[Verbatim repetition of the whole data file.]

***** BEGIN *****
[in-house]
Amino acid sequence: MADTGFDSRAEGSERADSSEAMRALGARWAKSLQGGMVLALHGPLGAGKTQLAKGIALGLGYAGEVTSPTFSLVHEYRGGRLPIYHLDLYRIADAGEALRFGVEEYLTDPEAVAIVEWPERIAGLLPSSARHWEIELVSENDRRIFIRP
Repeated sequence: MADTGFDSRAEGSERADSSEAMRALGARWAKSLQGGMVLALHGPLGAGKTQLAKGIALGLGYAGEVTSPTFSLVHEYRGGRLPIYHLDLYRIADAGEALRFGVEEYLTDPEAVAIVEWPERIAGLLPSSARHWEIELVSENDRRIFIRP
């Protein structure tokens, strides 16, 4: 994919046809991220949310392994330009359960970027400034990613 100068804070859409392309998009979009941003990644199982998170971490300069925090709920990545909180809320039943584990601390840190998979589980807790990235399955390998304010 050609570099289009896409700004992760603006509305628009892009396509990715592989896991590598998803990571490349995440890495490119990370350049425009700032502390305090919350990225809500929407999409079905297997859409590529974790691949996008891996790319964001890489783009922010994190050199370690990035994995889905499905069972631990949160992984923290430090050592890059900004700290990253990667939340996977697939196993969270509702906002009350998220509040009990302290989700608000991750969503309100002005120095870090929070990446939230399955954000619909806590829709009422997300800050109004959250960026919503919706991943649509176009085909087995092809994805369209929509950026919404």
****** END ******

[in-house]
Amino acid sequence: MADTGFDSRAEGSERADSSEAMRALGARWAKSLQGGMVLALHGPLGAGKTQLAKGIALGLGYAGEVTSPTFSLVHEYRGGRLPIYHLDLYRIADAGEALRFGVEEYLTDPEAVAIVEWPERIAGLLPSSARHWEIELVSENDRRIFIRP
Repeated sequence: MADTGFDSRAEGSERADSSEAMRALGARWAKSLQGGMVLALHGPLGAGKTQLAKGIALGLGYAGEVTSPTFSLVHEYRGGRLPIYHLDLYRIADAGEALRFGVEEYLTDPEAVAIVEWPERIAGLLPSSARHWEIELVSENDRRIFIRP
């Protein structure tokens, strides 16, 4: 994919046809991220949310392994330009359960970027400034990613 100068804070859409392309998009979009941003990644199982998170971490300069925090709920990545909180809320039943584990601390840190998979589980807790990235399955390998304010 050609570099289009896409700004992760603006509305628009892009396509990715592989896991590598998803990571490349995440890495490119990370350049425009700032502390305090919350990225809500929407999409079905297997859409590529974790691949996008891996790319964001890489783009922010994190050199370690990035994995889905499905069972631990949160992984923290430090050592890059900004700290990253990667939340996977697939196993969270509702906002009350998220509040009990302290989700608000991750969503309100002005120095870090929070990446939230399955954000619909806590829709009422997300800050109004959250960026919503919706991943649509176009085909087995092809994805369209929509950026919404």